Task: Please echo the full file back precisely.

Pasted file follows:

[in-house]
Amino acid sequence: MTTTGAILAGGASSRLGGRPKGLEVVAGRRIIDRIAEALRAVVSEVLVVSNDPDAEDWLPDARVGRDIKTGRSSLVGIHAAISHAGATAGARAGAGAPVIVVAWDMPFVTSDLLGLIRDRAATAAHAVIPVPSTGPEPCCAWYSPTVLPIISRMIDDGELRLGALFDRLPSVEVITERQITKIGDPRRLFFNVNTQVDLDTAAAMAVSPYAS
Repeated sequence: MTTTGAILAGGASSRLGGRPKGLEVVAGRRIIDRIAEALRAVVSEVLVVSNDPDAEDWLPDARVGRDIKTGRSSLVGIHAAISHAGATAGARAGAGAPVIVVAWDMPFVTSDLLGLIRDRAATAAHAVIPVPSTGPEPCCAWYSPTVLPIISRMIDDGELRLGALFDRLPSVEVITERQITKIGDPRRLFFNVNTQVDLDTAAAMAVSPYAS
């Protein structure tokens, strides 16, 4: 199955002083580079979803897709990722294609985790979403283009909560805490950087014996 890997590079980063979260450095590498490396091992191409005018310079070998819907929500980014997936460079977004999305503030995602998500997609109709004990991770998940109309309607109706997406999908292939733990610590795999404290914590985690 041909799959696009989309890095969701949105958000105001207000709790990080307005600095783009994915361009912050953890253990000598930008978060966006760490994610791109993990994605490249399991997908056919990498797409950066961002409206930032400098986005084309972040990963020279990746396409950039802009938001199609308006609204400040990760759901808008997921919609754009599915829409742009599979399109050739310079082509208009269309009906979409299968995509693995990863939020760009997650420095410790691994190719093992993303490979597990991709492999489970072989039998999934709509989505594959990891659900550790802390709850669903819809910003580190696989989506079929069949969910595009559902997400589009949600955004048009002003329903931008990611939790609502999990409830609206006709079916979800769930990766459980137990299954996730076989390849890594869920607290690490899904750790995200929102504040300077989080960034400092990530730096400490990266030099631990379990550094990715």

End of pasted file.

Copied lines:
[in-house]
Amino acid sequence: MTTTGAILAGGASSRLGGRPKGLEVVAGRRIIDRIAEALRAVVSEVLVVSNDPDAEDWLPDARVGRDIKTGRSSLVGIHAAISHAGATAGARAGAGAPVIVVAWDMPFVTSDLLGLIRDRAATAAHAVIPVPSTGPEPCCAWYSPTVLPIISRMIDDGELRLGALFDRLPSVEVITERQITKIGDPRRLFFNVNTQVDLDTAAAMAVSPYAS
Repeated sequence: MTTTGAILAGGASSRLGGRPKGLEVVAGRRIIDRIAEALRAVVSEVLVVSNDPDAEDWLPDARVGRDIKTGRSSLVGIHAAISHAGATAGARAGAGAPVIVVAWDMPFVTSDLLGLIRDRAATAAHAVIPVPSTGPEPCCAWYSPTVLPIISRMIDDGELRLGALFDRLPSVEVITERQITKIGDPRRLFFNVNTQVDLDTAAAMAVSPYAS
């Protein structure tokens, strides 16, 4: 199955002083580079979803897709990722294609985790979403283009909560805490950087014996 890997590079980063979260450095590498490396091992191409005018310079070998819907929500980014997936460079977004999305503030995602998500997609109709004990991770998940109309309607109706997406999908292939733990610590795999404290914590985690 041909799959696009989309890095969701949105958000105001207000709790990080307005600095783009994915361009912050953890253990000598930008978060966006760490994610791109993990994605490249399991997908056919990498797409950066961002409206930032400098986005084309972040990963020279990746396409950039802009938001199609308006609204400040990760759901808008997921919609754009599915829409742009599979399109050739310079082509208009269309009906979409299968995509693995990863939020760009997650420095410790691994190719093992993303490979597990991709492999489970072989039998999934709509989505594959990891659900550790802390709850669903819809910003580190696989989506079929069949969910595009559902997400589009949600955004048009002003329903931008990611939790609502999990409830609206006709079916979800769930990766459980137990299954996730076989390849890594869920607290690490899904750790995200929102504040300077989080960034400092990530730096400490990266030099631990379990550094990715």